Often, the more pressing the immediate problem, the harder it is to see the bigger picture. When a leader is focused on optimizing a manufacturing process, or improving the utilization of store retail space, it is hard to think about reconfiguring the entire manufacturing or retail network. Even these steps may prove insufficient when entire industries are being disrupted, as with Kodak or Nokia.
Leaders can engage in experiments by first mapping their organization’s territory, identifying relevant people or entities and their implications for the organization, and then plotting a course to get from A to B, storyboarding the necessary steps and accounting for requirements, risks, and outcomes of each.
Finding inspiration and validation in others’ successes can also help dispel fear of change, as can reframing the challenge to focus on the longer term. As Thompson says, leaders must ask: “What is the risk of not taking this risk… of being complacent?”
3. Enlist others for support
Once leaders have decided to engage in an experiment, they need the support of others who can provide different points of view and identify potential pitfalls. Leaders can increase buy-in and ownership of the experiment by sharing power over it. Creating an environment where risk-taking is rewarded at least as much as bottom-line results also prepares others to participate in the leaders’ next experiment. At Microsoft, project leaders whose projects fail are typically given a new project to lead, promoting risk-taking and encouraging the application of lessons from failure in the next project.
How many others to involve is less important than what each ‘other’ adds, but in general, the more the better. Tapping into others’ experiences provides greater breadth and depth of learning and support. Plus, by being vulnerable and inviting others into the learning process, a leader can enable their direct reports to help mitigate risks while becoming trusted supporters and advocates, something former Starbucks boss Howard Schultz pointed out to us: “I think it’s important to share with everyone what I’m learning. It’s not an exclusive thing.”
4. Learn throughout the experiment
Focusing on both process and results is key. When leaders collect data throughout the experiment, they are able to update predictions, so they can fail earlier and at lower cost. It is essential for leaders to monitor their own egocentric worldview. Learning requires that one sets out to test what has actually occurred, not to prove an assumption or opinion. As E.D. (Don) Hirsch, founder and chairman of the Core Knowledge Foundation, puts it: “Let the data lead you to your answer, not the other way around… even if it means you discard your hypothesis.”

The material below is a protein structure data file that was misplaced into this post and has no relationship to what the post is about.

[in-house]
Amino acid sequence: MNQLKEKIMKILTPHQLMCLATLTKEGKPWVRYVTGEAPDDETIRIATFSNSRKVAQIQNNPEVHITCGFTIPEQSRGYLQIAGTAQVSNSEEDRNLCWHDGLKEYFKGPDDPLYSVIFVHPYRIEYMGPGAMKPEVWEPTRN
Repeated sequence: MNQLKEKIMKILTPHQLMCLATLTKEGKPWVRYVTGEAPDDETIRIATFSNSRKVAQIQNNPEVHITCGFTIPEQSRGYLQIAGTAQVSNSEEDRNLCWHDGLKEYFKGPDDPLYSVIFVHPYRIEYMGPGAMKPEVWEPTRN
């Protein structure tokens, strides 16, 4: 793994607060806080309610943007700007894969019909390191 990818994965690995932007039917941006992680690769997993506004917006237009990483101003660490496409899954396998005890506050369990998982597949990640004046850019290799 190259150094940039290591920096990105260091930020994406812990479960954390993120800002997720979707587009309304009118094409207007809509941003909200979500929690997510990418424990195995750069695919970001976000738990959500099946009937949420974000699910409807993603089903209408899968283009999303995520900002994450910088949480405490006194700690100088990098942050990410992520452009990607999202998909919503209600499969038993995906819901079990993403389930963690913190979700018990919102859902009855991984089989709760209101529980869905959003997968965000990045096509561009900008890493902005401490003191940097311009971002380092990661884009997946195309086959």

Gather data regularly to discern trends, and be creative about collecting data – when, how, and from whom. In-person surveys and regular online feedback can be complemented by social media, virtual focus groups and beta testers. Many of these processes can be incentivized to increase response rates.
Leaders also need to create an internal environment that is safe for criticism – indeed, to actively solicit substantive feedback, while being aware of the biases that lead them to negatively judge or dismiss criticism. Feedback is a gift that enables learning.
5. Debrief the experiment
At the end of an experiment or project, whether a success, a failure, or something in between, it is imperative to identify lessons learned and institutionalize them in business practice. This promotes the habit of learning from experience, increases reflective thinking, and enhances organizational knowledge, all of which affect the bottom line. Without a debrief or after-action review, it’s difficult to know why a change process worked or did not, yet it is often neglected – especially when projects are successful. Olivier Rousseau, CEO of French glass firm Verallia, told us of an enterprise resource planning change ten years ago when he was at Goodyear, involving hundreds of people across Europe. Detailed reports were produced one and five years later, assessing what had been done well, how teams worked, and how problems were solved. They were hugely valuable for subsequent projects.
One reason the debrief is so important is the human tendency to engage in the fundamental attribution error. If a project succeeds, leaders attribute success to their own behaviours and abilities, as opposed to contextual, coincidental, or external factors. Such factors, in leaders’ minds, would more likely ‘explain’ a failure. A debrief helps capture and codify the factors at play, and can lead to valuable changes in procedures, training, or approaches to future projects. Research also suggests that they can improve team cohesion and performance.
Day-to-day pressures and the social norm that leaders act as though they have all the answers can severely constrain leaders’ learning. But as Hrund Rudolfsdóttir, chief executive of Iceland’s Veritas, says: “If you don’t think about this constantly, if you don’t concentrate on it, then you can go through a long time in your job as CEO without actually learning anything.”
The processes of experimentation and learning are as much or more about human behavior, connection and mutual support than they are about project design and execution. More than anything else in our research, the ability to remain open to learning from and through others – whether via direct feedback, active group debriefings, vicarious observation, or trusted mentor relationships – is essential to leaders’ successful development. Any current or aspiring leader would be well served by asking when they last experimented.
— Suzanne de Janasz is visiting professor of management and conflict resolution, and Maury Peiperl is dean of the School of Business, at George Mason University. An adapted version of this article appeared on the Dialogue Review website.